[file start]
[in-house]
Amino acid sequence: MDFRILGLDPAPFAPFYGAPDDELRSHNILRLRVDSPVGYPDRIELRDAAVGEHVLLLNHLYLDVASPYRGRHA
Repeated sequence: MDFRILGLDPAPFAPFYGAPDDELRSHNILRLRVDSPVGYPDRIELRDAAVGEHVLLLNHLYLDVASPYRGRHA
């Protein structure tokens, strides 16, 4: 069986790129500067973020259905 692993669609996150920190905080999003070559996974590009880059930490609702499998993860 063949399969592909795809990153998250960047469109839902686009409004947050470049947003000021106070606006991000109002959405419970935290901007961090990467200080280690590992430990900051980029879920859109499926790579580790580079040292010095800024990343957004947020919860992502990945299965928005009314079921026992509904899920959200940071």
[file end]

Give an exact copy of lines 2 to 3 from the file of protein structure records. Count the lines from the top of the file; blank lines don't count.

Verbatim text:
Amino acid sequence: MDFRILGLDPAPFAPFYGAPDDELRSHNILRLRVDSPVGYPDRIELRDAAVGEHVLLLNHLYLDVASPYRGRHA
Repeated sequence: MDFRILGLDPAPFAPFYGAPDDELRSHNILRLRVDSPVGYPDRIELRDAAVGEHVLLLNHLYLDVASPYRGRHA